By restricting crowdfunding, the FCA has thrown the baby out with the bathwater

By Ed Griffiths
13 Feb 2014 View Comments
ed-griffiths

On 27 January 2014, Securities and Exchange Commission (SEC) Chair Mary Jo White gave the keynote address to the 41st Annual Securities Regulation Institute. In her speech, she discussed the important role that crowdfunding would play during 2014 in the United States. In late 2013, the SEC unanimously supported proposed legislation under the Jumpstart Our Business Startups Act (JOBS Act) so that companies could offer and sell securities through the medium of crowdfunding.

Further reading

White's comments in conjunction with the SEC's earlier announcement present a big step in the United States to recognise crowdfunding as a legitimate method to raise capital. Within the JOBS Act, Title III created an exemption to bypass the provisions which govern selling securities to individuals. This aims to address what many see as a funding gap for start-ups between the 'family and friends' round of funding to the seed round.

Under the proposed rules:

• A company could raise up to a maximum aggregate amount of $1m through crowdfunding over a twelve month period.

Investors over a 12-month period could invest up to:

• $2,000 or 5 per cent of their annual income or net worth, whichever is greater, if both their annual income and net worth are less than $100,000; or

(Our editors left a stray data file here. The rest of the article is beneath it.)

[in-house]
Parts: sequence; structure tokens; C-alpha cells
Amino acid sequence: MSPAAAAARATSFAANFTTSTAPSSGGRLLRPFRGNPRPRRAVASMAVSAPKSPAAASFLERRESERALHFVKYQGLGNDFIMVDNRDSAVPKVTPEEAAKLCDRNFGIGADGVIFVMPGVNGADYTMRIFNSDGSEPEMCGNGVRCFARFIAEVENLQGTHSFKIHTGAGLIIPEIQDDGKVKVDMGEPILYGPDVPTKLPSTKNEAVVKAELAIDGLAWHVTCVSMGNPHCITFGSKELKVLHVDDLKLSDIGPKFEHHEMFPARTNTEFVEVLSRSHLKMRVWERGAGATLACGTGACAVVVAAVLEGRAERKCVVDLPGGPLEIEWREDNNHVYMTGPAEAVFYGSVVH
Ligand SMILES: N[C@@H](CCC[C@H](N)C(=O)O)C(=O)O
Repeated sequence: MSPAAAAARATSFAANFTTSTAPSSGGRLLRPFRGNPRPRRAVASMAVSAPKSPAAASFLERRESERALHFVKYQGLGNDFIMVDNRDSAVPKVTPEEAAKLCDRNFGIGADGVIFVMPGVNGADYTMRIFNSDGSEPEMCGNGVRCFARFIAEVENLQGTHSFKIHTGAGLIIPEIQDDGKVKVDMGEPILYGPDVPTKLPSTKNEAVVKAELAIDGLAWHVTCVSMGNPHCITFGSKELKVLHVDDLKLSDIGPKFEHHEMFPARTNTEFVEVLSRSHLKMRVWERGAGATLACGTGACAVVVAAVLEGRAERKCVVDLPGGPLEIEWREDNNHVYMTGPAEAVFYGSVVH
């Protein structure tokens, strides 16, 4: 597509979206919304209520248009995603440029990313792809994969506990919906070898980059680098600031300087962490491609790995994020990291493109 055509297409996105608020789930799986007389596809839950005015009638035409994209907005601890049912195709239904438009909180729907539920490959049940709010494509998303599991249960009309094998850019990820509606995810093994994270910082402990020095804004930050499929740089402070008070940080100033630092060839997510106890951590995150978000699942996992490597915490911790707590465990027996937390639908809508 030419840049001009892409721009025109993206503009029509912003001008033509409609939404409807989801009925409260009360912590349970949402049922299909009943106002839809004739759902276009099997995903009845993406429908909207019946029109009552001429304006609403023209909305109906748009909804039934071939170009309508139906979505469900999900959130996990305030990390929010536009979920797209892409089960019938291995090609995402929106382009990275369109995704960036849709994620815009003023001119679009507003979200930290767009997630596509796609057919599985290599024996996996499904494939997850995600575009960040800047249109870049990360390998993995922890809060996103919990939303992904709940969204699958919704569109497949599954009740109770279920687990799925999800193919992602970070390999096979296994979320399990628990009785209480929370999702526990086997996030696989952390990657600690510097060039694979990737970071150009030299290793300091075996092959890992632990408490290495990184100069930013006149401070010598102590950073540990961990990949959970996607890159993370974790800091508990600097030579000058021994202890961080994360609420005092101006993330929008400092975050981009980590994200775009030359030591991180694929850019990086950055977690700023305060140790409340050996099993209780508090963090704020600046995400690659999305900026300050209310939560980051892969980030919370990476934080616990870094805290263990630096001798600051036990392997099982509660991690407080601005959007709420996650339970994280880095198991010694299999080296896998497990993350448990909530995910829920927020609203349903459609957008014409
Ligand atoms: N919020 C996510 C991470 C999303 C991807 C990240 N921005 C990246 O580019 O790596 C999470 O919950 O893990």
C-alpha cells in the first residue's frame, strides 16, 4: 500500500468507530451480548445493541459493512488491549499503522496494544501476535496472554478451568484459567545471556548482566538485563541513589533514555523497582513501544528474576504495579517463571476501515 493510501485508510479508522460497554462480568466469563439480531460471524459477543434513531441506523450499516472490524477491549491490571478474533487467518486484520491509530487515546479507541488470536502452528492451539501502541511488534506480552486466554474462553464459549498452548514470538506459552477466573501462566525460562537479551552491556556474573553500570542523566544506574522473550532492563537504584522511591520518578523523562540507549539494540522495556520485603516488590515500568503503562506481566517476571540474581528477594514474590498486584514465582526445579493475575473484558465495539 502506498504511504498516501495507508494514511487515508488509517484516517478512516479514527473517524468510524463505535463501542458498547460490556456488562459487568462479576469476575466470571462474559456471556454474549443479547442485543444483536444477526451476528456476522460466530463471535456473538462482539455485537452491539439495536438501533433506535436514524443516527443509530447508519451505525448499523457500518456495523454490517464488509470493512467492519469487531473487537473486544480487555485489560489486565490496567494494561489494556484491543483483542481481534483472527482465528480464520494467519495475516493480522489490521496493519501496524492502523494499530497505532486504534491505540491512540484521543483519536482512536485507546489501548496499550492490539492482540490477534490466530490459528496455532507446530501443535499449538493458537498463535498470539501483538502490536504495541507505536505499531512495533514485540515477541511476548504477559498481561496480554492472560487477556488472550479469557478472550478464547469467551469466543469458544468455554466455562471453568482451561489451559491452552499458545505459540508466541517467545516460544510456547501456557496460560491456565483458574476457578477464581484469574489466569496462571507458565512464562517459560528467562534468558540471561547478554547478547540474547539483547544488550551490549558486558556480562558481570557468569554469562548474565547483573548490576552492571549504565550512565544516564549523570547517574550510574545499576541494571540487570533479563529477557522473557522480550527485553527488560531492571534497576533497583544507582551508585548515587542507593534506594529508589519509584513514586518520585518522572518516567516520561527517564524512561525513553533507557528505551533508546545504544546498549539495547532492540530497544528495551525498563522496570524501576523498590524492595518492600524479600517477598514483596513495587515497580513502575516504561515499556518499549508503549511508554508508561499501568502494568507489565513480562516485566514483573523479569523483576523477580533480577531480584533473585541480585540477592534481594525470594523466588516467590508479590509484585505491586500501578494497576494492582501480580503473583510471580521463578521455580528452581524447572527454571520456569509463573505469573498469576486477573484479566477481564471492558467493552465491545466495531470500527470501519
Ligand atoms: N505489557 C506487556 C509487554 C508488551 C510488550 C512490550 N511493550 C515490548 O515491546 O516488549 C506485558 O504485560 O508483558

• 10 per cent of their annual income or net worth, whichever is greater, if either their annual income or net worth is equal to or more than $100,000. During the 12-month period, these investors would not be able to purchase more than $100,000 of securities through crowdfunding.

Investors are to be protected through the regulation of intermediaries. Under the JOBS Act there is a condition that crowdfunding transactions occur on SEC approved and registered platforms, referred to as a 'funding portals'. Thus, intermediaries will be obligated to, inter alia, educate investors, take active measures to limit the potential of fraud, as well as, provide information on the securities being issued and the issuer themselves.

Not to be outdone by the SEC, in the UK, the Financial Conduct Authority (FCA) released consultation paper 13/13 on its approach to crowdfunding and 'similar activities' (including P2P lending). This consultation was a welcomed steer from stakeholders, as crowdfunding now represents a market worth about £360m in the UK

Among proposals outlined in the paper are requirements that crowdfunding portals shall be restricted in the type of retail clients they communicate direct offers of financial promotions in unlisted shares or debt securities to.

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